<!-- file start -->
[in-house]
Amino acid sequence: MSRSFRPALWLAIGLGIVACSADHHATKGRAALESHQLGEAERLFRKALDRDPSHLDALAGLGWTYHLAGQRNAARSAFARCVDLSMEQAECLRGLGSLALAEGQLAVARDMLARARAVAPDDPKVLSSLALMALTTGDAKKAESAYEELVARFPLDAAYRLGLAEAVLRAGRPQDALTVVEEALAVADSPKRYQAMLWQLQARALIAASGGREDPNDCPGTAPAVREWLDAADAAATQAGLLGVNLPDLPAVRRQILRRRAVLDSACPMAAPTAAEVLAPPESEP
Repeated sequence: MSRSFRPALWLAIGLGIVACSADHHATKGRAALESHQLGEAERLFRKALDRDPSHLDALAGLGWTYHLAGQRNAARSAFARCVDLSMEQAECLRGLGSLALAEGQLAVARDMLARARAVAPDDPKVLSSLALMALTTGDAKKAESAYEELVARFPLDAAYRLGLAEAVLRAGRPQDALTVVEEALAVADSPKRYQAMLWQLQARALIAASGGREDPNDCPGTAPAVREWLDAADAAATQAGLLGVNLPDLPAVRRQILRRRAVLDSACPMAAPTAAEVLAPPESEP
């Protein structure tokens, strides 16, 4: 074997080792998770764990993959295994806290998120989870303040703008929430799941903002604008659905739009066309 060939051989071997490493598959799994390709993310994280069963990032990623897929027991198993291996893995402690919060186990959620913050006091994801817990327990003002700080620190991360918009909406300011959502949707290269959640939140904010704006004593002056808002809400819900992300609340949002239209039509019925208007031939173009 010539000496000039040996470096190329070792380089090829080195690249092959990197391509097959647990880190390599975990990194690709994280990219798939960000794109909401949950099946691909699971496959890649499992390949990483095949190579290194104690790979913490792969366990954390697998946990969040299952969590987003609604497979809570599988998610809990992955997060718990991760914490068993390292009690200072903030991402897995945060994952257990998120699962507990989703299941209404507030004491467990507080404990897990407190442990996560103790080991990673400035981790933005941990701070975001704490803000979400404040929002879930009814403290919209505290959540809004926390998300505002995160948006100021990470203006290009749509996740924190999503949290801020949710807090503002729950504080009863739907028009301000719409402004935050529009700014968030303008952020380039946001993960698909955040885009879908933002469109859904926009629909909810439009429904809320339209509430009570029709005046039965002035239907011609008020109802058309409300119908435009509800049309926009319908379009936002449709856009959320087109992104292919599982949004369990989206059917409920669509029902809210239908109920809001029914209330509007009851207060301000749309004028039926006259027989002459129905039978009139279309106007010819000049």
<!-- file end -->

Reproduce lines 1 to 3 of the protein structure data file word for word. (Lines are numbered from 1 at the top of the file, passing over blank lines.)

[in-house]
Amino acid sequence: MSRSFRPALWLAIGLGIVACSADHHATKGRAALESHQLGEAERLFRKALDRDPSHLDALAGLGWTYHLAGQRNAARSAFARCVDLSMEQAECLRGLGSLALAEGQLAVARDMLARARAVAPDDPKVLSSLALMALTTGDAKKAESAYEELVARFPLDAAYRLGLAEAVLRAGRPQDALTVVEEALAVADSPKRYQAMLWQLQARALIAASGGREDPNDCPGTAPAVREWLDAADAAATQAGLLGVNLPDLPAVRRQILRRRAVLDSACPMAAPTAAEVLAPPESEP
Repeated sequence: MSRSFRPALWLAIGLGIVACSADHHATKGRAALESHQLGEAERLFRKALDRDPSHLDALAGLGWTYHLAGQRNAARSAFARCVDLSMEQAECLRGLGSLALAEGQLAVARDMLARARAVAPDDPKVLSSLALMALTTGDAKKAESAYEELVARFPLDAAYRLGLAEAVLRAGRPQDALTVVEEALAVADSPKRYQAMLWQLQARALIAASGGREDPNDCPGTAPAVREWLDAADAAATQAGLLGVNLPDLPAVRRQILRRRAVLDSACPMAAPTAAEVLAPPESEP